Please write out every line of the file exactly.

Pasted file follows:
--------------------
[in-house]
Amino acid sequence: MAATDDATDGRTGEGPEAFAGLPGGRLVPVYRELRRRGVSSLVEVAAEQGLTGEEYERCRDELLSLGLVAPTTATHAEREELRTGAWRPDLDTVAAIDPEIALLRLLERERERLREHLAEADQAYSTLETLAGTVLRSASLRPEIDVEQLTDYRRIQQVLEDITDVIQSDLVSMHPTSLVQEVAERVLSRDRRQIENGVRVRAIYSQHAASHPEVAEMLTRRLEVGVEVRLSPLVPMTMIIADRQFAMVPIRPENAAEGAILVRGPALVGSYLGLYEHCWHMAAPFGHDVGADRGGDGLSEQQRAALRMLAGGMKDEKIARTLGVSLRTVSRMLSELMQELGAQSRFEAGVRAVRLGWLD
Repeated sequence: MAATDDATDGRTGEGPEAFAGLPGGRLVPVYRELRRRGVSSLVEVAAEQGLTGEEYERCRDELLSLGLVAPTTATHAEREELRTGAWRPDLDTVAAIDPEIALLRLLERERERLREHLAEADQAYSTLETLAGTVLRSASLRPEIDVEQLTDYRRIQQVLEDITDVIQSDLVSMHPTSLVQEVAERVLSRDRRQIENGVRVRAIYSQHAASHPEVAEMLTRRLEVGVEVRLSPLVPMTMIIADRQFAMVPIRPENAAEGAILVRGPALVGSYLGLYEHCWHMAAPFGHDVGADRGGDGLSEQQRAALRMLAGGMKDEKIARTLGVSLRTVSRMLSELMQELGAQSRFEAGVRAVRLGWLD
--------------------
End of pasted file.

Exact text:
[in-house]
Amino acid sequence: MAATDDATDGRTGEGPEAFAGLPGGRLVPVYRELRRRGVSSLVEVAAEQGLTGEEYERCRDELLSLGLVAPTTATHAEREELRTGAWRPDLDTVAAIDPEIALLRLLERERERLREHLAEADQAYSTLETLAGTVLRSASLRPEIDVEQLTDYRRIQQVLEDITDVIQSDLVSMHPTSLVQEVAERVLSRDRRQIENGVRVRAIYSQHAASHPEVAEMLTRRLEVGVEVRLSPLVPMTMIIADRQFAMVPIRPENAAEGAILVRGPALVGSYLGLYEHCWHMAAPFGHDVGADRGGDGLSEQQRAALRMLAGGMKDEKIARTLGVSLRTVSRMLSELMQELGAQSRFEAGVRAVRLGWLD
Repeated sequence: MAATDDATDGRTGEGPEAFAGLPGGRLVPVYRELRRRGVSSLVEVAAEQGLTGEEYERCRDELLSLGLVAPTTATHAEREELRTGAWRPDLDTVAAIDPEIALLRLLERERERLREHLAEADQAYSTLETLAGTVLRSASLRPEIDVEQLTDYRRIQQVLEDITDVIQSDLVSMHPTSLVQEVAERVLSRDRRQIENGVRVRAIYSQHAASHPEVAEMLTRRLEVGVEVRLSPLVPMTMIIADRQFAMVPIRPENAAEGAILVRGPALVGSYLGLYEHCWHMAAPFGHDVGADRGGDGLSEQQRAALRMLAGGMKDEKIARTLGVSLRTVSRMLSELMQELGAQSRFEAGVRAVRLGWLD